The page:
o The government's oft-quoted Fatal Accident Reporting System does not tell 
where a fire started, its severity, and cannot give a conclusive answer as to its 

o In the 1 1960's, long before the government established its 20-mph side 
impact standard, GM tested the pickups at 30 mph (with a moving side barrier), 
and at 35 mph (using a full-size Chevy

o Later testing was conducted to ensure the vehicle would pass a 50 mph car-
to-car side impact.

o GM went to a perimeter frame on the present C/K because of ride and NVH 
concerns, not in order to correct a defect as has been charged.

Instead the viewers saw Ronald Elwell, a former GM engineer who had 
defended the pickups in court many times before, but who was now involved in 
a dispute with his former employer.  Not surprisingly, Sinke's refutation of 
Elwell's points never reached the air.

Which begs the question: Why do companies continue to support these 
programs? The networks would have you believe the corporations' advertising 
budgets hold the key.  To the video vanguards, the continued advertising is 
proof enough their reports are neither anti-business, nor one-sided.

"(Continued advertising) is in no way a sign of whether or not (a company) was 
guilty," says Olson.  "That is determined by the facts.  It's not determined by their 
later advertising history."

Also, using the economic card to punish perceived transgressors not only 
presents image problems for the company in question; it can potentially be used 
to slant the news in the other direction as well.  "The networks should 
acknowledge that it-s a policy that protects them when they're wrong as well as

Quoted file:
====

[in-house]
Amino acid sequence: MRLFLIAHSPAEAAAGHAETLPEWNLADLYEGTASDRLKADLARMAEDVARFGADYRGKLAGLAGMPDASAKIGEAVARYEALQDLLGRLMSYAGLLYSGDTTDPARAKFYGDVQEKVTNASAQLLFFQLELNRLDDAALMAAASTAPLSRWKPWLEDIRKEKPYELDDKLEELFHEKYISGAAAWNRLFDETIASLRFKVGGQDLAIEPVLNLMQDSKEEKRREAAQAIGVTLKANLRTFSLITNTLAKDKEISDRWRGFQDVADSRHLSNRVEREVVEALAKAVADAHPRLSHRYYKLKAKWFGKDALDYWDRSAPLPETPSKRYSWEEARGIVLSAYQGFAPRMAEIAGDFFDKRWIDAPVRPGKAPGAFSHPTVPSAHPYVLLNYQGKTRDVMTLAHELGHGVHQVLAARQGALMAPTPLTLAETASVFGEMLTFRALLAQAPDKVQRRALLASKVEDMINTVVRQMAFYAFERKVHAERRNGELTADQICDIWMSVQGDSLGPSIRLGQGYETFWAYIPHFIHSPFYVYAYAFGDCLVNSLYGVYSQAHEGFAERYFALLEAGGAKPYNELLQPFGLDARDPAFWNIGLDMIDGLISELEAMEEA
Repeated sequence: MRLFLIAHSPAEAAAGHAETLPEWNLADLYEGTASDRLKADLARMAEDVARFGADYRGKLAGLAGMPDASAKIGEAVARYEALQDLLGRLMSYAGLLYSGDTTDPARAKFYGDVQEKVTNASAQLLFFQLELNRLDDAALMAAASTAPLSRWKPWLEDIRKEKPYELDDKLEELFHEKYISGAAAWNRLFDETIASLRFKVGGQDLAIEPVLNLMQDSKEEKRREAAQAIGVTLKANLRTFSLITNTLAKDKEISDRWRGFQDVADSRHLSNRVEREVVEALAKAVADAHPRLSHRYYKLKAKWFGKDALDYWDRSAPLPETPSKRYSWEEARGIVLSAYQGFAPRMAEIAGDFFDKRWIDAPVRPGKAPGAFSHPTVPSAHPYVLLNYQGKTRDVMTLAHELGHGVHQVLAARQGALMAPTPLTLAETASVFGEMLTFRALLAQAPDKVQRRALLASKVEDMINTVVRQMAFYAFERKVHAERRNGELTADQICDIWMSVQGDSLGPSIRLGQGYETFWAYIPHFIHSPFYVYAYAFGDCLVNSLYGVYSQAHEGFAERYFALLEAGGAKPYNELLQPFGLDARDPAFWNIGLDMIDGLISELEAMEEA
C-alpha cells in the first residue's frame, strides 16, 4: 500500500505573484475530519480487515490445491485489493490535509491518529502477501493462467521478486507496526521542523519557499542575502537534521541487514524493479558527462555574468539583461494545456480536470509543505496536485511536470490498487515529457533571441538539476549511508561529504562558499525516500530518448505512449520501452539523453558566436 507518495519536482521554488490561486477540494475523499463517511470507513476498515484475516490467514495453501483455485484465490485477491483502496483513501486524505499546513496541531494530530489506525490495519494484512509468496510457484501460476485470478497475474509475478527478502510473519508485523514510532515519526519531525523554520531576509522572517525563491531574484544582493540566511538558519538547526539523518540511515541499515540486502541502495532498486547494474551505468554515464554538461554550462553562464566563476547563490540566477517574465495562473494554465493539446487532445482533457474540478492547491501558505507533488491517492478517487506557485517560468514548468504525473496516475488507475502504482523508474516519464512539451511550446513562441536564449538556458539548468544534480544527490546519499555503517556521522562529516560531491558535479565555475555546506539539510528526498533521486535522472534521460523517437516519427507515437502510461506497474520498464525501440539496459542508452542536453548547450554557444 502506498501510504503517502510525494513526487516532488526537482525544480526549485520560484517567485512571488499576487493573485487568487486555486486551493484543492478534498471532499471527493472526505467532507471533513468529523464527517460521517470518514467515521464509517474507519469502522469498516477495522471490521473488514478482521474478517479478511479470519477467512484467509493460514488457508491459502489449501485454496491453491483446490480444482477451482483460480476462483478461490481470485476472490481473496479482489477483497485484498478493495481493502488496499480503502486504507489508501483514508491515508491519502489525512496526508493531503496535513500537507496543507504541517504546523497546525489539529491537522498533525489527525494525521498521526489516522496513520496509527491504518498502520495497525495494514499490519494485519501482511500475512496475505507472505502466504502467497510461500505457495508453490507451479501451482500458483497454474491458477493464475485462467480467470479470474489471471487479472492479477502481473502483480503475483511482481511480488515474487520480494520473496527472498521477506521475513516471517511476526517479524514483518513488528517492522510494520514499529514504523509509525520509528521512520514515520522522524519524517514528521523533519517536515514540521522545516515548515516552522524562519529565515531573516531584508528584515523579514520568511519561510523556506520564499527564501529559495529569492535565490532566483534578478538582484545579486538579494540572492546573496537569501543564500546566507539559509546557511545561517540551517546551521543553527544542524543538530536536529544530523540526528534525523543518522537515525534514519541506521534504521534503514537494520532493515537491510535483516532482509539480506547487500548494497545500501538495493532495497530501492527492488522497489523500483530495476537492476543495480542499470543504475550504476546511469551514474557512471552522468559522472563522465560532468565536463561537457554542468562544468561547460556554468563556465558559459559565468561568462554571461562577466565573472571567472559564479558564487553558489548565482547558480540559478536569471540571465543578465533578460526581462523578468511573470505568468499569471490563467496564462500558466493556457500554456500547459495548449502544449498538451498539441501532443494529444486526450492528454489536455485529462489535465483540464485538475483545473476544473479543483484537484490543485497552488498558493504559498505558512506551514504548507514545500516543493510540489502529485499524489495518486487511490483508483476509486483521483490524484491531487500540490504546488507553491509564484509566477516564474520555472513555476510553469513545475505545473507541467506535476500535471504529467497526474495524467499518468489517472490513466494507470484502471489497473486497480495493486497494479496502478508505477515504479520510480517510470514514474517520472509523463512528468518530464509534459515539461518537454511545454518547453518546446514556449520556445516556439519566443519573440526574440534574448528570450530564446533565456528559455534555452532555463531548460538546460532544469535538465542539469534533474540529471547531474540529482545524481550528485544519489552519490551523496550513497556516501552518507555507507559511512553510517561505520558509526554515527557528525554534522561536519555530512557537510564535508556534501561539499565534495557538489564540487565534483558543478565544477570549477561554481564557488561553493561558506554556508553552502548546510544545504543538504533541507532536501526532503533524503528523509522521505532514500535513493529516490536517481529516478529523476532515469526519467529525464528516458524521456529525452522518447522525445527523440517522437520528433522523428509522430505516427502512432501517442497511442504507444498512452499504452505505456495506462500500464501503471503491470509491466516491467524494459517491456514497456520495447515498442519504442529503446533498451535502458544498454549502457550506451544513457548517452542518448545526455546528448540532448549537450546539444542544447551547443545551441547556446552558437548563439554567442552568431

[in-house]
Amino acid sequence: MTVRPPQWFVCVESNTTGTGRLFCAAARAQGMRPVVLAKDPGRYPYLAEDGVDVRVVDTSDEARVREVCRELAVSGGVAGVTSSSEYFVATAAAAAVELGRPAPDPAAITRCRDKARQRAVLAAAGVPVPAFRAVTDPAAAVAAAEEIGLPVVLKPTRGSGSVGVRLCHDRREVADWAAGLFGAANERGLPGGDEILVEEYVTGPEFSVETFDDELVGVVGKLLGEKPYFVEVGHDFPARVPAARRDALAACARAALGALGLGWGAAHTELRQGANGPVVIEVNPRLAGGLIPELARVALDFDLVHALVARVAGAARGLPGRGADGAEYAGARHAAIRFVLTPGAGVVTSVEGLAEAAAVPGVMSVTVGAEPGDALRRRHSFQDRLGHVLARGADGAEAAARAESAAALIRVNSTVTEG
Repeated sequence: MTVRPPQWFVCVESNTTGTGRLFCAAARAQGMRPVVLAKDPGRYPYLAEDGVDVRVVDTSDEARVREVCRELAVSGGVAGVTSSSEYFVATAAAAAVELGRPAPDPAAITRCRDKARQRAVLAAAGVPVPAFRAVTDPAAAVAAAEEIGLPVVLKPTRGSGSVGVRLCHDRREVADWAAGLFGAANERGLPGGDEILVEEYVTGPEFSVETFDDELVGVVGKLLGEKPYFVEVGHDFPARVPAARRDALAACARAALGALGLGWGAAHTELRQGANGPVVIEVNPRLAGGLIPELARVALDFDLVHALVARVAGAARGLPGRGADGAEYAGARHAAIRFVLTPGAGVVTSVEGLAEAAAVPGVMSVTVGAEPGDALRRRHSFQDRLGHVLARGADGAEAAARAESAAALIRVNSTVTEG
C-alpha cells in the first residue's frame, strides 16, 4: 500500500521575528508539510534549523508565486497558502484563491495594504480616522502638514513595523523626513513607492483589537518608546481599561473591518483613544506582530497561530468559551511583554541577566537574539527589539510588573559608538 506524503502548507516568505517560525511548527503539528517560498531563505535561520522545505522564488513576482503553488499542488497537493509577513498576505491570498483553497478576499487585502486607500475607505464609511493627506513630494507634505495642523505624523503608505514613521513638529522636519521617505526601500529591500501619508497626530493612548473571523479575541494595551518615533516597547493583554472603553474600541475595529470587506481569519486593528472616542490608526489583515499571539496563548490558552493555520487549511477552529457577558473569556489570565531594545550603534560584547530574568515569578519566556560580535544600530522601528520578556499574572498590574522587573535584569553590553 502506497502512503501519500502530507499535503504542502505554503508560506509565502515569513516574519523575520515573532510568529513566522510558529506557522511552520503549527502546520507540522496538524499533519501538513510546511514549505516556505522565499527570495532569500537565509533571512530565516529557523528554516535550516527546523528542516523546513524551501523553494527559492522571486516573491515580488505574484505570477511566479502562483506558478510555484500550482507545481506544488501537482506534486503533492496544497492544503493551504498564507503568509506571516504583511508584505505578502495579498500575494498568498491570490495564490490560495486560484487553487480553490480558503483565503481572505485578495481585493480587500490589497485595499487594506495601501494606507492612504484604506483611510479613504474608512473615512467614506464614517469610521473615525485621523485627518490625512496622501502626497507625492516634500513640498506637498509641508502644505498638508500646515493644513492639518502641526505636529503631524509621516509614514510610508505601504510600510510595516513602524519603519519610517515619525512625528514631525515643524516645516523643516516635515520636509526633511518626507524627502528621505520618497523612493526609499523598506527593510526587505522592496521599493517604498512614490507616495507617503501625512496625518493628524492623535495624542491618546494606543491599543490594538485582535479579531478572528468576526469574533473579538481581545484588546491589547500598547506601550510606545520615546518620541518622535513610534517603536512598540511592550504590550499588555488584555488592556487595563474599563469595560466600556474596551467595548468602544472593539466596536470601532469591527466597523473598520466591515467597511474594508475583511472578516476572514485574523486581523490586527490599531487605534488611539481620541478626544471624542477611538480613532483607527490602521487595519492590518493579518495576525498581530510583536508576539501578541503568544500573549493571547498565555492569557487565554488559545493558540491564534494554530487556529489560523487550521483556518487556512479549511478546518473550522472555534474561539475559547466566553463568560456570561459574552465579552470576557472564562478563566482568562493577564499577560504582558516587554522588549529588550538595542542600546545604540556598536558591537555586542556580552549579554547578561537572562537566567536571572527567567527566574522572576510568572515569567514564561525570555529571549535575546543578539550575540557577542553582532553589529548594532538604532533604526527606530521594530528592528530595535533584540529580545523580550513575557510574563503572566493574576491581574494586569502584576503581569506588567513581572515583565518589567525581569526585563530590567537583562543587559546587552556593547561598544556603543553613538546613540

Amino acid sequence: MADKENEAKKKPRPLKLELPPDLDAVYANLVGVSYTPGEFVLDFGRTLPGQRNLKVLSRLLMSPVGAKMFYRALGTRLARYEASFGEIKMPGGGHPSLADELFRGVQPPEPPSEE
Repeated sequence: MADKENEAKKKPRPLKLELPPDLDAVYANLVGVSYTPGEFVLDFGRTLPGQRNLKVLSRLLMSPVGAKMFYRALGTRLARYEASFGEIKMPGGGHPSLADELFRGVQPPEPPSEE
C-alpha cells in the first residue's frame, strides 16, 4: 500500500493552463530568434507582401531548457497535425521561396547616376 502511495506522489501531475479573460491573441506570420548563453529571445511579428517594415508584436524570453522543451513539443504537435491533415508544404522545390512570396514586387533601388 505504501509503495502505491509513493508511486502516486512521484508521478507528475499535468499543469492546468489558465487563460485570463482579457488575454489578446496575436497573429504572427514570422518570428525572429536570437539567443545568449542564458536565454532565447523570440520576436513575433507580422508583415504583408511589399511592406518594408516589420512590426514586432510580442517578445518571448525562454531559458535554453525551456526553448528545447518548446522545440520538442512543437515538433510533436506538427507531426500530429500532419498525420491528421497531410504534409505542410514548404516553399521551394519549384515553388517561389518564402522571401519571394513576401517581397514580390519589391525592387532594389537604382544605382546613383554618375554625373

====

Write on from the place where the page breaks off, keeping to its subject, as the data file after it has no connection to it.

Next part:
when they're right," says Olson.

So, should auto companies steer clear of cooperating with news magazines? 
Let's ask Tom MacDonald.

"You can't ignore them.  Let's put it that way," he says.  "It's better to try and stop 
the needle from going to empty by getting on there, than having them make you 
look like a total ass by not being there." MacDonald recommends companies 
offer untaped background briefings "until they're satisfied they have all the 
information we have.  Then send them home."  The next day, he suggests a no 
holds-barred interview, no longer than 10 minutes.  "That way you don't expose 
yourself to the constant barrage of repetitive questions," and time-outs.

Even this will not guarantee a balanced report.  That is up to the reporters, 
editors and viewers of television's news magazines.  If they're doing their jobs 
properly, they must demand that all the information presented is verified, 
documented and supported.  They must recognize that each side has a vested 
interest in the outcome of their story, and enlist the help of independent sources 
where possible.

Stories should be placed in their proper context, especially in terms of statistical 
occurrence, so that viewers can decide whether or not the alleged problem 
presents an unreasonable risk.  And corrections, retractions and rebuttals 
should be given a weight in proportion to the original story, not buried or 

Finally, videos should be identified as to their origin, and include a complete 
accounting of the technical aspects of the test so as to prevent rigged 
demonstrations from swaying public opinion and policy.

Until that happens, some of the mediaQthrough trial lawyers and public interest 
groups'Qwill apply retroactive standards to product safety that chills the 
innovation and creative engineering they claim to encourage.  While doing 
damage to the truth.

    ///  Ti Kan                vorsprung durch technik
   ///   AMB Research Laboratories, Sunnyvale, CA. USA
  ///    ti@amb.org
 //////  ...!{decwrl,synopsys,tandem,tsoft,ultra}!sgiblab!bazooka!ti
///      ...!uunet!bazooka!ti